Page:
Watching for the impact of the Eurozone debt crisis on the economy of Germany
As the nation with the strongest economy in the Eurozone, Germany is closely watched for signals as to whether the Eurozone economy is recovering or declining. On November 7, the world was startled by a statement from European Central Bank President Mario Draghi emphasizing how the data suggest that the Eurozone debt crisis is starting to affect the German economy. The truth of his observation was borne out by a report released by Destatis on the next day, which revealed that German exports declined 2.4 percent in September, despite economists’ expectations for a less-significant, 1.5 percent drop (NYSEARCA:EWG). On a year-over-year basis, exports fell 3.4 percent. The news followed a report that the nation’s industrial production declined 1.8 percent in September.
Evidence that the debt crisis is beginning to impact the Eurozone Core continued to flow in the wake of Draghi’s observation.
On November 13, Germany’s ZEW Economic Sentiment Index for November dropped 4.2 points to negative 15.7. Economists had been expecting the index to make a less-significant decline to negative 10.
On November 15, Eurostat reported that third-quarter GDP fell by 0.1% in the Eurozone. Nevertheless, Destatis reported that Germany’s GDP grew 0.2 percent during the third quarter, beating economists’ expectations for a rise of only 0.1 percent. On a year-over-year basis, Germany’s GDP rose by 0.4 percent.
After that bit of good news, on November 22 Markit Economics released its Flash Germany PMI for November. Although the headline PMI figure increased to 47.9 from October’s 47.7, the result was still in contractionary territory. Beyond that, the text of the report was downright gloomy:
The seasonally adjusted Markit Flash Germany Composite Output Index registered 47.9 in November, only fractionally higher than October’s 47.7 and below the neutral 50.0 value for the seventh successive month. While the latest reading for services activity (48.0) pointed to a moderate pace of contraction, this was the weakest outturn for almost three-and-a-half years. At 47.7 during November, the equivalent index reading for manufacturing output was up since October and well above July’s 39-month low (42.2).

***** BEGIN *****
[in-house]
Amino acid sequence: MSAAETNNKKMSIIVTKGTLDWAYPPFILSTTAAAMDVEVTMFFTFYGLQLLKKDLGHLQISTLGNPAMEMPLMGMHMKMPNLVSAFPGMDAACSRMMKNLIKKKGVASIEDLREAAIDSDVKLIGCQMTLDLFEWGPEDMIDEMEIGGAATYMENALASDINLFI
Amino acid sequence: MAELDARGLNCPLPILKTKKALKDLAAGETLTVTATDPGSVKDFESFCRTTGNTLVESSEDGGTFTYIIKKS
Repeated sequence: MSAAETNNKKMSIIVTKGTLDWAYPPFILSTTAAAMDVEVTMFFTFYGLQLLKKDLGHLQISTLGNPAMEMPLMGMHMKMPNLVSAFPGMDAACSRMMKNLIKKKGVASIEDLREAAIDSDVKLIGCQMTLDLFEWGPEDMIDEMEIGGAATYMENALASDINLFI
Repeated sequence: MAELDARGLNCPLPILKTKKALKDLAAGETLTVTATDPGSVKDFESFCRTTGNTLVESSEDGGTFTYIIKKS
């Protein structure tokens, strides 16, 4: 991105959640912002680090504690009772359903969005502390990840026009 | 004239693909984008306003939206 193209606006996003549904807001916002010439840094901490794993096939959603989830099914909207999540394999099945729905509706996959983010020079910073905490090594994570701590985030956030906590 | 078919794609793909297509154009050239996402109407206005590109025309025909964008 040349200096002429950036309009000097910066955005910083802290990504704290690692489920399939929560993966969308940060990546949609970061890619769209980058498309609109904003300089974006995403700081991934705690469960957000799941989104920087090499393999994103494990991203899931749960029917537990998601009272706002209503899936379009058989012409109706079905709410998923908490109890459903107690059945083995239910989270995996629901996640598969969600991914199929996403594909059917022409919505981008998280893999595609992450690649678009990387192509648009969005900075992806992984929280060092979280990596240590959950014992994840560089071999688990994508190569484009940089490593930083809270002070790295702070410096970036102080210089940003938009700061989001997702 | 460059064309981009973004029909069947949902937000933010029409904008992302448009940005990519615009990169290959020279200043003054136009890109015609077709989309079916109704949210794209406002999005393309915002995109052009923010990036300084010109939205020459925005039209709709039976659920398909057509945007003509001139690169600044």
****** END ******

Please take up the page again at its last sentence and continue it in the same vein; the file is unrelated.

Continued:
Another overall reduction in German private sector output reflected an ongoing contraction in new business volumes. Lower levels of new work have now been recorded in 15 of the past 16 months.
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Shrinking new business volumes in the service sector contributed to a steep drop in expectations for activity over the next 12 months. The index measuring service providers’ business expectations was the lowest since March 2009. German private sector employment dropped at the sharpest pace since January 2010. A softer fall in manufacturing staffing levels was offset by the most marked decrease in services jobs for three-and-a half years.
A bit of good news finally arrived on November 23, when a report from the Ifo Institute disclosed that German business confidence rose in November. Ifo’s Business Climate Index returned to September’s level of 101.4 after dropping to 100 in October. The Business Climate Index began sinking in May after it reached 109.7 in April. German Business Confidence Rises
The chart for Germany’s DAX Index (below) features what is actually a quadruple top (indicated by green bar) suggesting a further decline. (Chart courtesy of Stockcharts.com) However, after a few days, the index reversed course and quickly broke above its 50-day moving average of 7,274. On November 23, the DAX Index closed at 7,309. Its next resistance point is 7,451 – its September 21 high.